Two-thirds of the assessed suppliers are small and medium-sized companies, which often scored better than large-scale enterprises. While the supply base is covered across all categories, it is at the same time covered glob- ally – TfS aims to assess and audit suppliers in all regions.

Recognizing the growing importance of sustainability as an issue overall and the develop- ing trend towards assessments, TCC decided last year to join the National Association of Chemical Distributors (NACD) to access the benefits of accreditation through its well-regard- ed Responsible Distribution (RD) program.

Ray Altenburger, vice president for new business at TCC, comments that the third- party audit of its facilities and their policies and procedures was another step in TCC’s progression to become more professional and meet the requirement of its partners. “Today, suppliers want greater trace- ability, for instance, and [having RD accreditation] we have a high- er level of comfort when doing business.”

Robb Roach echoes this, noting that levels of reporting up and down the supply chain have increased substantially in recent years as sustainability has risen up the agenda.

“Transparency is a key aspect of the business right now and most producers and customers are aware of the importance [of sustainability] in the world and are leading the charge – we are champions in many ways.”

Internally at TCC, Roach points to many initiatives, from using fuel-efficient vehicles for sales people, encouraging effective travel planning and ensuring the trucks it uses meet all standards and regulations, right down to installing a water fountain in the head office to cut down on bottled water consumption.

“Today, suppliers want greater traceability… [to] have a higher level of comfort when doing business”

Vice president for new business, The Chemical Company

“We have also made a huge effort to be fully compliant on labelling and documentation and a large investment in EHS, and make every effort to support growing companies especially in hard-pressed economies,” adds Roach.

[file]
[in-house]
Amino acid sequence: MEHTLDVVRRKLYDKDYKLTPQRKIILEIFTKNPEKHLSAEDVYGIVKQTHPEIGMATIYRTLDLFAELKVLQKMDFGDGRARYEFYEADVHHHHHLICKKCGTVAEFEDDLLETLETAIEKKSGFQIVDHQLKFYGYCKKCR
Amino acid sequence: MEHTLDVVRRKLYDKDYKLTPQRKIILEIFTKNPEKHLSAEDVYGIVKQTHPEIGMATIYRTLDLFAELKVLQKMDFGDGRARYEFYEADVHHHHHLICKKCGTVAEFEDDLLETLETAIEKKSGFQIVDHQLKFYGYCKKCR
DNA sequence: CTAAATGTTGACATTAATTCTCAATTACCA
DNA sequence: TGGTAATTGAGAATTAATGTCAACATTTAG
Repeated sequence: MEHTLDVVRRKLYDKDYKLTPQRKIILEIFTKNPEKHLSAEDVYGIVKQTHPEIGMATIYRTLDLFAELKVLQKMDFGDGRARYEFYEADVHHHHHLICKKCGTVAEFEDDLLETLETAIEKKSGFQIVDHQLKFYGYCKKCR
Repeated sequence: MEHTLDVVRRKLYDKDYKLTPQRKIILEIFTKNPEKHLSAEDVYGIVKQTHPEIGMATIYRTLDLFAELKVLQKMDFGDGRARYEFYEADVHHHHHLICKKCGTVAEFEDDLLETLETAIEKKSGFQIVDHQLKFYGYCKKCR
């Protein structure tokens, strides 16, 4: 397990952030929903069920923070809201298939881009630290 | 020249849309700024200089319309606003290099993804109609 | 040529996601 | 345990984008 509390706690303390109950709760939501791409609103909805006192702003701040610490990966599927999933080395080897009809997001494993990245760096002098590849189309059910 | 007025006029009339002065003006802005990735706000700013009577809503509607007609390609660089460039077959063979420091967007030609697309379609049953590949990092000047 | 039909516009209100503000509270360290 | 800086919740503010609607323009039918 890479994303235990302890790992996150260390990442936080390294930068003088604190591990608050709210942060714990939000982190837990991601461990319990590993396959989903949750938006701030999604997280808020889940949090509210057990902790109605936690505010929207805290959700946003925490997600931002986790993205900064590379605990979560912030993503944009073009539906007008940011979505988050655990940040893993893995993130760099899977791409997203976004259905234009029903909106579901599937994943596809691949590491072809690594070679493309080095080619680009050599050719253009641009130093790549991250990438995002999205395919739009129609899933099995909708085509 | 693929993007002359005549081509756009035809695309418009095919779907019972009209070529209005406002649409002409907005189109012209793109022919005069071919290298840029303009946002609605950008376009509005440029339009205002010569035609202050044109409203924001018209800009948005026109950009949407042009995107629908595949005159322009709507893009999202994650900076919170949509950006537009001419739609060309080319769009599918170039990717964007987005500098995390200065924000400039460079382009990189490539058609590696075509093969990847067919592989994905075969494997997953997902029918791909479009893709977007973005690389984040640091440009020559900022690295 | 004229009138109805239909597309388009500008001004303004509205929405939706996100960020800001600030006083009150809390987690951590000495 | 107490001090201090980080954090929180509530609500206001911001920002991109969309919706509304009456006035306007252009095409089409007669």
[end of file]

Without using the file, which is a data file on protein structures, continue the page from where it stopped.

Altenburger also points to the fact that TCC has been handling recycled, green and biobased chemicals for many years from sev- eral of its suppliers. He believes this trend will continue to grow as customers look for sustainable options and solutions.

As Roach concludes, “The key thing is that sustainability is not a new thing for TCC – it’s just the natural thing to do.”

That’s hard to argue against of course. Virtu- ally all chemical and chemical distribution companies these days will have an eye on the sustainability argument and trends. What is shifting fundamentally now perhaps is the focus on individual company performance as in the past, to supply chain performance today.

This is going to take a lot of cooperation and communication, but in the end, those companies that get involved will secure those customers that all players in the chain need to thrive – those at the end of the value chain. And the ones, as we saw at the top of this article, that are increasingly basing purchasing decisions on their perceptions of the prod- ucts’ and producers’ green credentials.

TCC—An Environmentally Conscious Company

The concept of being environmentally responsible has permeated the public’s consciousness and has influenced several industries to become more aware of their responsibilities. For some companies and industries, becoming environmentally responsible requires major decisions and adjustments, equating to years for changes to take effect. The chemical industry is no exception. The Chemical Company (TCC) is proud of its decades of encouraging an environmentally conscious protocol and continues to be part of the industry’s movement.

In reflection, we have found that many of our efforts follow this mindset. As our President, Robb Roach recently discussed in an interview with ICIS, that our environmentally friendly achievements had surpassed this trend. Our environmental accomplishments reach back to years of sub-conscious striving to be a well-run company.


Travel is a necessary part of doing business for many organizations. Our team travels daily to local and distant destinations to speak directly with customers and producing partners. We encourage planning trips with less flying and longer stays to do our part in reducing emissions from frequent flights. Many of our sales team members enjoy discovering new locations while meeting with several different companies during a trip.